The report provides an assessment of the effectiveness of the service academies’ policies and training to prevent sexual violence. The assessment found the academies were compliant with their policies regarding sexual harassment and sexual assault during the academic year, which ran from June 2012 to May 2013.

“What we found was the academies instituted a lot of new initiatives to enhance training, improve awareness of sexual harassment and assault and to promote a safe environment for all cadets and midshipmen,” Metzler said.

The report includes information from focus groups of midshipmen and cadets. “They told us – and we’re pleased by this – that reports of sexual assault or sexual harassment would be taken seriously by academy leaders, and they would be dealt with appropriately,” the colonel said. “That’s the good news.”

Still, cadets and midshipmen also identified some peer pressure barriers to reporting these crimes, he said.

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DoD: Unmanned Systems Integrated Roadmap FY 2013-2038

Unmanned Systems Integrated Roadmap FY 2013-2038 (PDF)
Source: U.S. Department of Defense

Unmanned systems continue to deliver new and enhanced battlefield capabilities to the warfighter. While the demand for unmanned systems continues unabated today, a number of factors will influence unmanned program development in the future. Three primary forces are driving the Department of Defense’s (DoD) approach in planning for and developing unmanned systems.

1. Combat operations in Southwest Asia have demonstrated the military utility of unmanned systems on today’s battlefields and have resulted in the expeditious integration of unmanned technologies into the joint force structure. However, the systems and technologies currently fielded to fulfill today’s urgent operational needs must be further expanded (as described in this Roadmap) and appropriately integrated into Military Department programs of record (POR) to achieve the levels of effectiveness, efficiency, affordability, commonality, interoperability, integration, and other key parameters needed to meet future operational requirements.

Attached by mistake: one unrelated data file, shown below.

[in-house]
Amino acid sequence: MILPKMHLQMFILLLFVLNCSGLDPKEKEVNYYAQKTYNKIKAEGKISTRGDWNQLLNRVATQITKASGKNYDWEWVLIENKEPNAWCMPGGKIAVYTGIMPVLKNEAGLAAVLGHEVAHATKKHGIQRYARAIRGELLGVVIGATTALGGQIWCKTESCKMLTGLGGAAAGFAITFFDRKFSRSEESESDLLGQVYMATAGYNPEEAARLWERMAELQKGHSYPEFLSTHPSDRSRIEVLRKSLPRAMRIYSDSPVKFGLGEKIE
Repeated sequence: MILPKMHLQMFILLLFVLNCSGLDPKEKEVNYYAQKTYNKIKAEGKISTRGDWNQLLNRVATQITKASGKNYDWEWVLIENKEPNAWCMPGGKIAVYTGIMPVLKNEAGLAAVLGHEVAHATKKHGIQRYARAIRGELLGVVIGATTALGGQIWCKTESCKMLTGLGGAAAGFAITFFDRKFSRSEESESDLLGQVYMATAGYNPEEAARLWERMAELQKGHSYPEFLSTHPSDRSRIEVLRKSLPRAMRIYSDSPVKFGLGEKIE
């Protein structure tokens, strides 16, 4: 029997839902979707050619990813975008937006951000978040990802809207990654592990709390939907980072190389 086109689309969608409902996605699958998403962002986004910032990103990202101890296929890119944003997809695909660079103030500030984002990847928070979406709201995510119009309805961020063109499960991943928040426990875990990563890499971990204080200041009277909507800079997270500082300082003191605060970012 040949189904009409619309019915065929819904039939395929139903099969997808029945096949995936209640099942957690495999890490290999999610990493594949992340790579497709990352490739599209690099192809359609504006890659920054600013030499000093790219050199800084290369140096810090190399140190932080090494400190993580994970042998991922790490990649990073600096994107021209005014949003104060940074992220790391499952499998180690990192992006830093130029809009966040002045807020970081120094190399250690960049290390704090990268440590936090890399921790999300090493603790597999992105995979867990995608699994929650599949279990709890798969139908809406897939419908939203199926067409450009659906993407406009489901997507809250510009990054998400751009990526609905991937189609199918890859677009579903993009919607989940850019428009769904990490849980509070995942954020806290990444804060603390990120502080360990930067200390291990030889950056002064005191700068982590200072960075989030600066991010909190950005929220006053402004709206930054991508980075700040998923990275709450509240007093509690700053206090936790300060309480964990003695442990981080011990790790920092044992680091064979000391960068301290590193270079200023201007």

2. Downward economic forces will continue to constrain Military Department budgets for the foreseeable future. Achieving affordable and cost-effective technical solutions is imperative in this fiscally constrained environment.

3. The changing national security environment poses unique challenges. A strategic shift in national security to the Asia-Pacific Theater presents different operational considerations based on environment and potential adversary capabilities that may require unmanned systems to operate in anti-access/area denial (A2/AD) areas where freedom to operate is contested. Similarly, any reallocation of unmanned assets to support other combatant commanders (CCDRs) entails its own set of unique challenges, which will likely require unmanned systems to operate in more complex environments involving weather, terrain, distance, and airspace while necessitating extensive coordination with allies and host nations.

The combination of these primary forces requires further innovative technical solutions that are effective yet affordable for program development.

The purpose of this Roadmap is to articulate a vision and strategy for the continued development, production, test, training, operation, and sustainment of unmanned systems technology across DoD. This “Unmanned Systems Integrated Roadmap” establishes a technological vision for the next 25 years and outlines actions and technologies for DoD and industry to pursue to intelligently and affordably align with this vision.